But she’s also very clear that price alone wouldn’t achieve the outcomes necessary either, and education and information will be a big part of the overall process.
That’s why one of the first milestones completed for He Waka Eke Noa late last year was to release a guide for how a GHG emissions section can be included in farm plans, how farmers can recognise where their GHG emissions are coming from, and options they can consider for reducing them, (p50).
Both Kelly and DairyNZ chief executive Dr Tim Mackle say there’s an acute awareness over the risk of ‘emissions leakage’ – where policies here could cause a drop in milk production that’s then picked up by dairy sectors in other, less emissions efficient countries, thereby negating the ultimate goal of reducing emissions at a planet scale.
While farmers may be able to reduce emissions and maintain profitability by cutting cow numbers, maintaining per hectare production and therefore New Zealand export volumes will be tougher.
DairyNZ has made the carbon leakage argument to the government and that’s why it’s imperative the government’s budgets for reductions, due to be finalised later this year, are based on science and economics, Tim says.
He doesn’t believe all other countries will always ignore agricultural emissions either, and one of the risks for New Zealand is that new technologies, such as methane-reducing feed additives, could soon knock this country off its number one ranking in terms of emissions efficiency.
“Doing nothing isn’t an option,” Kelly says.
New Zealand exports dairy to 140 countries and customers and consumers are becoming increasingly concerned about the carbon footprint of the food they consume, Tim says.
“New Zealand has made a commitment to reduce emissions and because agriculture is such a big part of our emissions profile, we are part of that,” he says.
But DairyNZ has farmers’ backs in carrying out and funding research to check and ensure targets are fair and realistic.
“We, along with Fonterra and other processors, accepted the 10% reduction in methane by 2030 but we did not and still don’t support the upper limit of a 47% reduction as being fair or rationally based,” he says.
“There are actions we can and should do as a sector now that will reduce our emissions, but to reach longer term targets, we and the government have to keep investing in new technologies,” he says.
With an emissions pricing mechanism likely to bring a new cost to farm businesses there’s also a need to lift returns for sustainably produced product.
“There’s two parts to that – customers are going to expect us to be sustainable so it’s about doing these things to just stay in the game, but we also need to be monetising our efforts, so extracting a premium.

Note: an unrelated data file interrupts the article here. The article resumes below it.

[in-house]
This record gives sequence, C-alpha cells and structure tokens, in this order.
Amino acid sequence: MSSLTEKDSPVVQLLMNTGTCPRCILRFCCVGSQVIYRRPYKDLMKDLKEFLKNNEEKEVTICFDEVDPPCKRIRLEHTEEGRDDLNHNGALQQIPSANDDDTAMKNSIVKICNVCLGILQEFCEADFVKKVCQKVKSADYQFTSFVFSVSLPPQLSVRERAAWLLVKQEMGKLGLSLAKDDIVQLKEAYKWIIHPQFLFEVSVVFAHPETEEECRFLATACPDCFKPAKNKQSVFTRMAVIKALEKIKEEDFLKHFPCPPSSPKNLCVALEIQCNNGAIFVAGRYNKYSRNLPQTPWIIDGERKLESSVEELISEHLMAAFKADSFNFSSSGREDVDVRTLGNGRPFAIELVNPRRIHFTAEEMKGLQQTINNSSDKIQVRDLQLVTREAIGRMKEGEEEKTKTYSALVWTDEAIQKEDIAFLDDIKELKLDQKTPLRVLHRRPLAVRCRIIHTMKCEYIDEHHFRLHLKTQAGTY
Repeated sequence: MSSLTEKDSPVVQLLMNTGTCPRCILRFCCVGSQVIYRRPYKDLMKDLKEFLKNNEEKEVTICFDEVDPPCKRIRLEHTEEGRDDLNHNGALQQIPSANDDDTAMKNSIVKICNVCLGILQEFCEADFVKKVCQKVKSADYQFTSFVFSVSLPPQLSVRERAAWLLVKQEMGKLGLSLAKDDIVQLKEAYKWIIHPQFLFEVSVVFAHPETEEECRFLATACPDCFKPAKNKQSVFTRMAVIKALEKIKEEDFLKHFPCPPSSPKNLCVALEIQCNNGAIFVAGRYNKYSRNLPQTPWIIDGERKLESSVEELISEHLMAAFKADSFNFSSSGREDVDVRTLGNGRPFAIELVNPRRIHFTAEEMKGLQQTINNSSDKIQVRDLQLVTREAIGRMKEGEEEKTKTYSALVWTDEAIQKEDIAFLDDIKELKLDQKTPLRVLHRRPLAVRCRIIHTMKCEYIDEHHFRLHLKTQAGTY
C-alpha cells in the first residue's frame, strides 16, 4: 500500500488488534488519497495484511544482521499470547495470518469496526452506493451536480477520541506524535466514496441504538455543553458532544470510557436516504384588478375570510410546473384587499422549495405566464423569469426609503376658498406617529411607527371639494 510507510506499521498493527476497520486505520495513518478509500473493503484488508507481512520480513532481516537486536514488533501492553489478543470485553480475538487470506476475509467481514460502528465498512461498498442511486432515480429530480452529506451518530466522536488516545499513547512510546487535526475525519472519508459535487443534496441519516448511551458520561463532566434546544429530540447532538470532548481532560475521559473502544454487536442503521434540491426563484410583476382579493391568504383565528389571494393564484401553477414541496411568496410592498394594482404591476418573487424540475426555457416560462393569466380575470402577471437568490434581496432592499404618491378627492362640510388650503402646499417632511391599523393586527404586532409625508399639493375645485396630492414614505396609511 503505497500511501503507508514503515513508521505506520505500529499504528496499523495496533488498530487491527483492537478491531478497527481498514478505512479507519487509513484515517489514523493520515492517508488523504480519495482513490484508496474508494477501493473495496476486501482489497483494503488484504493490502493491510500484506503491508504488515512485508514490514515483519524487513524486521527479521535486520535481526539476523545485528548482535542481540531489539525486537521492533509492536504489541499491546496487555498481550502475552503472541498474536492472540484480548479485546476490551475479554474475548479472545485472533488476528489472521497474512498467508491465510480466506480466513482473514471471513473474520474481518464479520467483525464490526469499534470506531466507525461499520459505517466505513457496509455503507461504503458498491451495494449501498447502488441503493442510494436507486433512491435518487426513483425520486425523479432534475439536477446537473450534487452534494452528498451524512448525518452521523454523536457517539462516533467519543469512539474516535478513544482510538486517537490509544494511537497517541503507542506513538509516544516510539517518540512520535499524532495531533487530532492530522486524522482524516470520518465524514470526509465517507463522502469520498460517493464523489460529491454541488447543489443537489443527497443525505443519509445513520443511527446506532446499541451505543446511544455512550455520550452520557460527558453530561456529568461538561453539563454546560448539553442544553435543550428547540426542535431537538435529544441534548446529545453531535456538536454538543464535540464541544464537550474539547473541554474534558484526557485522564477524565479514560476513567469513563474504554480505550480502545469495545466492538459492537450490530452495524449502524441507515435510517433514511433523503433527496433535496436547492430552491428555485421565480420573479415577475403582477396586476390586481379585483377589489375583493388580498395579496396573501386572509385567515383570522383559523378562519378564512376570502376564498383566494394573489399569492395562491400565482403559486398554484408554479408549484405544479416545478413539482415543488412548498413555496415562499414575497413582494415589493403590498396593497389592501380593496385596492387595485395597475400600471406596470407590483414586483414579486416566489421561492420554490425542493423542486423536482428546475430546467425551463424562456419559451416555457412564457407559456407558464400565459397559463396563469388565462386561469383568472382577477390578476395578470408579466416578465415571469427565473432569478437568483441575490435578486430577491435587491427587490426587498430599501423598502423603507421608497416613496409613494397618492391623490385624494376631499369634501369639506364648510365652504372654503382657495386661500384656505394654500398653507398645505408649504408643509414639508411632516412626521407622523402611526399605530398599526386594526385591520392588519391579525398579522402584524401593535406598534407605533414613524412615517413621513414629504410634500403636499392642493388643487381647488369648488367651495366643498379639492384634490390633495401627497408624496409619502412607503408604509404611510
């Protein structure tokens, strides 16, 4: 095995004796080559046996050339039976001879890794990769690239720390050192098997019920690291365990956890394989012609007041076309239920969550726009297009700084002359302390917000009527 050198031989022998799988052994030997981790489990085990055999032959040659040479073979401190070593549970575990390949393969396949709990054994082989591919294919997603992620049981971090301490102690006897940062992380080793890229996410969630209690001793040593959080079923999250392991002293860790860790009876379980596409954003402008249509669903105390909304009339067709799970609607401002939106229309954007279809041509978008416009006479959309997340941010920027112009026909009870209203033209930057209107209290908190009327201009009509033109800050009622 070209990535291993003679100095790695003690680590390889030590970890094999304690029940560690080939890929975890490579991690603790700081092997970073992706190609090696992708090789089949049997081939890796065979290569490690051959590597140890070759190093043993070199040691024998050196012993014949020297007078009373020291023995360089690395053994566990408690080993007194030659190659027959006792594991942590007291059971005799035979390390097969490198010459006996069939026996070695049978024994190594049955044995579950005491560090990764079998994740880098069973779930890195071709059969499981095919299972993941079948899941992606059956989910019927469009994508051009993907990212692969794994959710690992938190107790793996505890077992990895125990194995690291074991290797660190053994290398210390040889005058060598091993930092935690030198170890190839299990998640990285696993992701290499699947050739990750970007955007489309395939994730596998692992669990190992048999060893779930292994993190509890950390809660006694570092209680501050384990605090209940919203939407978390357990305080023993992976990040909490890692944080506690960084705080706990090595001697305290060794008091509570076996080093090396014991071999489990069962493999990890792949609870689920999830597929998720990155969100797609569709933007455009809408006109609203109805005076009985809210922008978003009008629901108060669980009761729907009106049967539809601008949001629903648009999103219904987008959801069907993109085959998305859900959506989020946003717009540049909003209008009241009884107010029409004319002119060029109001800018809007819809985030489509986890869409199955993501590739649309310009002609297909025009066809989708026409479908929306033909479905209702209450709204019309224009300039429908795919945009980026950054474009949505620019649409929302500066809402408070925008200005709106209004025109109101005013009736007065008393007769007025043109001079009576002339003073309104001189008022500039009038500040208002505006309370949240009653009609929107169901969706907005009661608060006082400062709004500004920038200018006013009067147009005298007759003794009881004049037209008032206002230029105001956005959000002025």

“We need to make sure the world knows we are committed and keep moving forward.”
DairyNZ is analysing the workings and reports behind the Climate Change Commission’s latest advice and will be making a submission.
Farmers are also invited to make submissions.
Climate commission advice
At current rates of change biogenic methane emissions (emissions from ruminant animal burps) will fall by 7% from 2017 levels by 2030 and 12% by 2050 so won’t meet the 10% (2030) or 24-47% (2050) targets.
The Climate Change Commission’s predicted methane reductions from following its advice would achieve 24% by 2050 and does not assume adoption of new technologies such as methane inhibitors or vaccines.
But it does call on further investment from government to develop and find technologies and will include them in future budgets if they become available.
The commission’s pathway includes:
- Dairy, sheep and beef animal numbers are each reduced by 15% from 2018 levels by 2030.
- From 2025 it expects 2000ha/year of dairy land is converted to horticulture.
By 2030 progress in breeding for lower emissions sheep will contribute a 1.5% emissions reduction by 2030 and 3% by 2035 but no assumption has been made for dairy cattle by 2035 as this technology is still new.
In its supporting evidence the commission outlines a range of farm management opportunities farmers can consider including adjusting stocking rate, using lower nitrogen feed, once-a-day milking, creating a diversified landscape, further integration of dairy and beef industry,
practices to improve soil carbon and regenerative agriculture.
But it notes the complexity of farm systems and need for careful analysis of any change in farm system or management practice.
The targets and timelines
- Emission reduction targets
- 10% reduction in methane emissions by 2030
- 24-47% reduction in methane emissions by 2050
- Nitrous oxide and carbon dioxide emissions net zero by 2050